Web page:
Parental pay gap tallied
New research shows having a child is significantly more expensive for women than men.
A study by the Grattan Institute shows that on average, when a 25-year-old woman has a child, they can expect to earn $2 million less by the time she is 70 than the average 25-year-old man who becomes a father.
For childless women and men, that lifetime gap is closer to $300,000.
The income gap between mothers and fathers come largely from women reducing their paid work to take on caring and household work.
Grattan’s figures show mothers typically reduce their paid work to take on most of the caring and household work, while fathers tend to continue their paid work and take on some extra caring.
The effect lasts well after the maternity period, with the average mother still doing more caring and twice as much household work as the average father then years after their child is born.
The experts say that when one parent does most of the caring – like learning how to change nappies, what food the child likes, and when nap time is - they become the person for such duties, leaving them with most of the parenting load.
They argue that fathers should be encouraged to take a significant period of parental leave when their baby is born so that they are more involved in caring and other housework years later.
However, the Australian government’s paid parental leave scheme encourages a single “primary carer” model, wherein a primary carer is eligible for 18 weeks of Parental Leave Pay at minimum wage (as well as any employer entitlements).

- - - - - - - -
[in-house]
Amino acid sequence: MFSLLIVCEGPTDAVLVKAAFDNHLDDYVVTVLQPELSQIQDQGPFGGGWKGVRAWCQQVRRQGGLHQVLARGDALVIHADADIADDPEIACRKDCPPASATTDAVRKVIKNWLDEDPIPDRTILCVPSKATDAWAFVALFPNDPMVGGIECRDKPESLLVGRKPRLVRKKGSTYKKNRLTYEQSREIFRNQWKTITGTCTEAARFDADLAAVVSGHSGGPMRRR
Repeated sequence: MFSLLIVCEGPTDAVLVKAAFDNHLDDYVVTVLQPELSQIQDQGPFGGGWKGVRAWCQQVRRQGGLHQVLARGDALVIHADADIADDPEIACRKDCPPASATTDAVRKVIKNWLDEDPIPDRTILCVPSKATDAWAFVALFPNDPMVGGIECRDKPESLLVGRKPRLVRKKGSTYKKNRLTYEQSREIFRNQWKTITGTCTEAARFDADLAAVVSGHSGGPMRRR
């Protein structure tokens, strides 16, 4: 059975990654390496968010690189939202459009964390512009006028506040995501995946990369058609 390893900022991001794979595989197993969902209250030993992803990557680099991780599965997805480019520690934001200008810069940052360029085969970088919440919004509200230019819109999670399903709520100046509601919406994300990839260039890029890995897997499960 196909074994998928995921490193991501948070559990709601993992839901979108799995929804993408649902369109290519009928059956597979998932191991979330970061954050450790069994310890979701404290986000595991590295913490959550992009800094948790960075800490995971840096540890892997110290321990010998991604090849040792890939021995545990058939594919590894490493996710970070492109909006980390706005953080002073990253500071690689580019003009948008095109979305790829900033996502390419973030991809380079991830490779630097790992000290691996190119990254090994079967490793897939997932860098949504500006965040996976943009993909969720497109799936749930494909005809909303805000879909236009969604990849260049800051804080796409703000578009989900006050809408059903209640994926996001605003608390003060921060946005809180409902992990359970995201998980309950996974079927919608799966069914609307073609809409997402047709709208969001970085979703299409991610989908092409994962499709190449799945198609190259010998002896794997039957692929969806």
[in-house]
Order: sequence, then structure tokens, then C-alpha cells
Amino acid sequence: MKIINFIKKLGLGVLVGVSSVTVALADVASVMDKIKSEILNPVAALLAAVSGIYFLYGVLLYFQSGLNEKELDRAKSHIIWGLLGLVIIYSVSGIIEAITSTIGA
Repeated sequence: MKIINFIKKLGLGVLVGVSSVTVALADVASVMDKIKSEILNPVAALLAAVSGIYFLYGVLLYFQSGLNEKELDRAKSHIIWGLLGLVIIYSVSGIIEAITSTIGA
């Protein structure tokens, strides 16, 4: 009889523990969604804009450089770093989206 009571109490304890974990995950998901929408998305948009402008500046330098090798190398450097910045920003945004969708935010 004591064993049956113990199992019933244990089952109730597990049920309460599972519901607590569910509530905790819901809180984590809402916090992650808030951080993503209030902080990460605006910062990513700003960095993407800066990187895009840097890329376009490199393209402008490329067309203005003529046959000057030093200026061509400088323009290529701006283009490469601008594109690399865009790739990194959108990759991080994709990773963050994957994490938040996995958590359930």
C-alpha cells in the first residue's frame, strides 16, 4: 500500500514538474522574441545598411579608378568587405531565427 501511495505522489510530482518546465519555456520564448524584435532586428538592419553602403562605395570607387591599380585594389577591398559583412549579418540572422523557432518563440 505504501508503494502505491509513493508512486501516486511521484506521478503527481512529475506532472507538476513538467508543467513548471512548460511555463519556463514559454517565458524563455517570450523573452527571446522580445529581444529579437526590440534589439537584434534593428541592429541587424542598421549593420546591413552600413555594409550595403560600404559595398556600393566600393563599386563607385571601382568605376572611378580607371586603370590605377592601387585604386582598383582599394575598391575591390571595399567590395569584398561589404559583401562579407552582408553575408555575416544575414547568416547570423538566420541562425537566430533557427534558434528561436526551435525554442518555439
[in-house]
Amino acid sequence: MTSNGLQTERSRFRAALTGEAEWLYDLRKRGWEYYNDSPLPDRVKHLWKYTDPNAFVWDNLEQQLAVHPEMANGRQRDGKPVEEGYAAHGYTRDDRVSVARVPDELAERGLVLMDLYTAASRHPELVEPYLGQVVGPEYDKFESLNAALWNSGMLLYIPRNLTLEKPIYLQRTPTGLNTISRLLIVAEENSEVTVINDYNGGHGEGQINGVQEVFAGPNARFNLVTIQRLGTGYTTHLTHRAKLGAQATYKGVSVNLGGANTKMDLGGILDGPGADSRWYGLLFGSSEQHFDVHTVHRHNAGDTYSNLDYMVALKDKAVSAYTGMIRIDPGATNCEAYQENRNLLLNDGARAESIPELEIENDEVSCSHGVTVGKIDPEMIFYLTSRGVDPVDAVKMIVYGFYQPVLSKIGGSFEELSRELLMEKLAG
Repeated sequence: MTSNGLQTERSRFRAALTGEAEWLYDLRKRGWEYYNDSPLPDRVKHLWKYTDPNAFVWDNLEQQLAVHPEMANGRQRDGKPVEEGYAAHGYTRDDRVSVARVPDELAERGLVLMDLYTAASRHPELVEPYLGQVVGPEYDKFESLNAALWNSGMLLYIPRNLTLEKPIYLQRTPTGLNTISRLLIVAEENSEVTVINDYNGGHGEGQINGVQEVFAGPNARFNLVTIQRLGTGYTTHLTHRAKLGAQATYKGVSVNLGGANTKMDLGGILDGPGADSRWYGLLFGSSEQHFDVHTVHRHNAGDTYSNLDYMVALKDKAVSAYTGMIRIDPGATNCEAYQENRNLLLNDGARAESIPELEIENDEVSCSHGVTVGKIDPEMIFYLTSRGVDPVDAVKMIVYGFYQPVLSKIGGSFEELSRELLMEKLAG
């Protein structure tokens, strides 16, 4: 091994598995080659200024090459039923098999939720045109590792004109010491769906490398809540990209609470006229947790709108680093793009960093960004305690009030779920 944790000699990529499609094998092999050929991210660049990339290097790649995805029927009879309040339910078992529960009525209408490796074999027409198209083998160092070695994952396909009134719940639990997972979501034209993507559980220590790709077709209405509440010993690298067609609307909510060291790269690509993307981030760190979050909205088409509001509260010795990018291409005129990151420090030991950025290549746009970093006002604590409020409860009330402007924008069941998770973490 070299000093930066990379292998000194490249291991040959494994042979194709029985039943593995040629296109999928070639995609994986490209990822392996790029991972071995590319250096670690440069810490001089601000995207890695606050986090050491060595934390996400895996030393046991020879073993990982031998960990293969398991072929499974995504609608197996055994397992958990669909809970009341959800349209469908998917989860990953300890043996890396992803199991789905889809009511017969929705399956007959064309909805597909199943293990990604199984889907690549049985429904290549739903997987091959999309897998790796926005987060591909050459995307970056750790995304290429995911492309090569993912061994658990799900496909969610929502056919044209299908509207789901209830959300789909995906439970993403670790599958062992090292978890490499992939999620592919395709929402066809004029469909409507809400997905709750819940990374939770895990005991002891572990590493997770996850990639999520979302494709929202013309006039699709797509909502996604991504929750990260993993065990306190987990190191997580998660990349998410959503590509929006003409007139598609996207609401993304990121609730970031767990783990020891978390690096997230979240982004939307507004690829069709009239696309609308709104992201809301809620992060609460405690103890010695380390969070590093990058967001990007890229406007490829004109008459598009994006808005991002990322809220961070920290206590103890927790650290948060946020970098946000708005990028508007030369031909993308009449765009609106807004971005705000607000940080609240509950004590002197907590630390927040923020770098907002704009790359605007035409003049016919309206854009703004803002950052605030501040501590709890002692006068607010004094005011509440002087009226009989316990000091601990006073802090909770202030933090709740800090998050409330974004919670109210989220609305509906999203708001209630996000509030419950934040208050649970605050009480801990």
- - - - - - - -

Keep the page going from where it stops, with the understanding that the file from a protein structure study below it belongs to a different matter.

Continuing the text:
In 99.5 per cent of cases that leave is taken by mothers. Secondary carer leave is only two weeks at minimum wage.
There are lessons to be learned from Nordic countries, where in Iceland and Sweden, for example, each parent is provided three months’ paid leave and a further three months to divide as they wish.
Emulating such a scheme in Australia would cost the Federal Government at least $7 billion a year, dwarfing the $2.3 billion currently spent on parental leave.
Research has also shown that the parental leave scheme with the highest take-up typically pay 70 per cent or more of the recipient’s normal earnings. Australia’s scheme only pays minimum wage.
The Grattan researchers say there are a number of potential improvements, such as giving parents a more flexible scheme - six weeks reserved for each parent plus 12 weeks to share between them.
This would allow mothers to take the 18 weeks now provided to primary carers, or choose to give fathers more time early on to bond with their child and develop their parenting skills.
If paid at minimum wage, it would cost at an extra $600 million a year at most.
The experts say making childcare more affordable would also deliver more bang for buck.
“More fathers taking parental leave is also worthwhile in its own right, promoting greater sharing of the unpaid workload within families and giving fathers more time with their kids,” the Grattan team says.